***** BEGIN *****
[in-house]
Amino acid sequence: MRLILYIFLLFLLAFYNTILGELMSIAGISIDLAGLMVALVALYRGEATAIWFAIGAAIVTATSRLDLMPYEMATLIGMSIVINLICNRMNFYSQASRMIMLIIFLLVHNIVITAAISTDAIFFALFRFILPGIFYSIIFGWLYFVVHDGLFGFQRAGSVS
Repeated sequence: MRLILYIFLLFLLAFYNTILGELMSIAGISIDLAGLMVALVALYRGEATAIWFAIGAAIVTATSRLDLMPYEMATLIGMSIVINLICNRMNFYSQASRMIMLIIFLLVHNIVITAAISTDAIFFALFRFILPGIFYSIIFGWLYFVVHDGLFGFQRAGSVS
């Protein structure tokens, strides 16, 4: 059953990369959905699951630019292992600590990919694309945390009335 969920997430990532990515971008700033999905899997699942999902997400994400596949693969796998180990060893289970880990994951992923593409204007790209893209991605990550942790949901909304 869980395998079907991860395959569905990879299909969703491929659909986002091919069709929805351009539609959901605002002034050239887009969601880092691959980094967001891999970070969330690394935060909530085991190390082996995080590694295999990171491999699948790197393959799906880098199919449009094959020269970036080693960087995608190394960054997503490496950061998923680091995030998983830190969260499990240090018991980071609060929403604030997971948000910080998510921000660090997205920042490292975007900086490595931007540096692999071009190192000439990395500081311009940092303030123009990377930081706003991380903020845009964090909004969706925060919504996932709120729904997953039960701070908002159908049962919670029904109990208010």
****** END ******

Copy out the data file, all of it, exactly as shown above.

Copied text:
[in-house]
Amino acid sequence: MRLILYIFLLFLLAFYNTILGELMSIAGISIDLAGLMVALVALYRGEATAIWFAIGAAIVTATSRLDLMPYEMATLIGMSIVINLICNRMNFYSQASRMIMLIIFLLVHNIVITAAISTDAIFFALFRFILPGIFYSIIFGWLYFVVHDGLFGFQRAGSVS
Repeated sequence: MRLILYIFLLFLLAFYNTILGELMSIAGISIDLAGLMVALVALYRGEATAIWFAIGAAIVTATSRLDLMPYEMATLIGMSIVINLICNRMNFYSQASRMIMLIIFLLVHNIVITAAISTDAIFFALFRFILPGIFYSIIFGWLYFVVHDGLFGFQRAGSVS
């Protein structure tokens, strides 16, 4: 059953990369959905699951630019292992600590990919694309945390009335 969920997430990532990515971008700033999905899997699942999902997400994400596949693969796998180990060893289970880990994951992923593409204007790209893209991605990550942790949901909304 869980395998079907991860395959569905990879299909969703491929659909986002091919069709929805351009539609959901605002002034050239887009969601880092691959980094967001891999970070969330690394935060909530085991190390082996995080590694295999990171491999699948790197393959799906880098199919449009094959020269970036080693960087995608190394960054997503490496950061998923680091995030998983830190969260499990240090018991980071609060929403604030997971948000910080998510921000660090997205920042490292975007900086490595931007540096692999071009190192000439990395500081311009940092303030123009990377930081706003991380903020845009964090909004969706925060919504996932709120729904997953039960701070908002159908049962919670029904109990208010």